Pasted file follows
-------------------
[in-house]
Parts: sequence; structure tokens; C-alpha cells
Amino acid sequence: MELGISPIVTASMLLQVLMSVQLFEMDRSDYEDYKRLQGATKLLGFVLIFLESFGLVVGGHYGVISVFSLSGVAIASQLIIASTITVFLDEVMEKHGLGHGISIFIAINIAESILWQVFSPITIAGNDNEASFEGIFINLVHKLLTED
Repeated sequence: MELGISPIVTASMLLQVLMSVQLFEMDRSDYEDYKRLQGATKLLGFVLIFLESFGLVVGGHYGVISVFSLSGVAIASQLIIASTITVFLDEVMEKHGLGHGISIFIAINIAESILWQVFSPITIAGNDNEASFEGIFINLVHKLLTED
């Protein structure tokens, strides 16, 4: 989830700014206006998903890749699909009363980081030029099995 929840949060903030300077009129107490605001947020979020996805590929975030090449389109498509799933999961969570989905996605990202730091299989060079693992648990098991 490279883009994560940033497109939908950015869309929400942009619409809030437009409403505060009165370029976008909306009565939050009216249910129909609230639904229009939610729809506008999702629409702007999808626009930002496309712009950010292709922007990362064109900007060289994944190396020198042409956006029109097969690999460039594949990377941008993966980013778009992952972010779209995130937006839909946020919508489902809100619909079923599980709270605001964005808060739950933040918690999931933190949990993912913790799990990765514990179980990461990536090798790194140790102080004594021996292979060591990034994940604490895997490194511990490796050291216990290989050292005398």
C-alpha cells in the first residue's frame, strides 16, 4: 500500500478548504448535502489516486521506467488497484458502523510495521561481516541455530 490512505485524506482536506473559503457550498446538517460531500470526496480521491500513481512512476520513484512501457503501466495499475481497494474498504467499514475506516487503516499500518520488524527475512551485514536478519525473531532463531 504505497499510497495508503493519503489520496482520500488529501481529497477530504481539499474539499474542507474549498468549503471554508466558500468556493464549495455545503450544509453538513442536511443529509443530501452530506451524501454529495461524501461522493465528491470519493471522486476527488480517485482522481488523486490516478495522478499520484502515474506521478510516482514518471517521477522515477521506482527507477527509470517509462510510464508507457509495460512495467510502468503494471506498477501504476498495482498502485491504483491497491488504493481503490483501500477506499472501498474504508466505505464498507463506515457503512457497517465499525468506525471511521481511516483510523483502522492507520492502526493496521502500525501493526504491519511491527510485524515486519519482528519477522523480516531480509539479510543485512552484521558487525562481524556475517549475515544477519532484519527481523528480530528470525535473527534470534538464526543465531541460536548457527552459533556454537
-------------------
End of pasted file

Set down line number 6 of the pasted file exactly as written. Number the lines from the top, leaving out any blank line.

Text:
C-alpha cells in the first residue's frame, strides 16, 4: 500500500478548504448535502489516486521506467488497484458502523510495521561481516541455530 490512505485524506482536506473559503457550498446538517460531500470526496480521491500513481512512476520513484512501457503501466495499475481497494474498504467499514475506516487503516499500518520488524527475512551485514536478519525473531532463531 504505497499510497495508503493519503489520496482520500488529501481529497477530504481539499474539499474542507474549498468549503471554508466558500468556493464549495455545503450544509453538513442536511443529509443530501452530506451524501454529495461524501461522493465528491470519493471522486476527488480517485482522481488523486490516478495522478499520484502515474506521478510516482514518471517521477522515477521506482527507477527509470517509462510510464508507457509495460512495467510502468503494471506498477501504476498495482498502485491504483491497491488504493481503490483501500477506499472501498474504508466505505464498507463506515457503512457497517465499525468506525471511521481511516483510523483502522492507520492502526493496521502500525501493526504491519511491527510485524515486519519482528519477522523480516531480509539479510543485512552484521558487525562481524556475517549475515544477519532484519527481523528480530528470525535473527534470534538464526543465531541460536548457527552459533556454537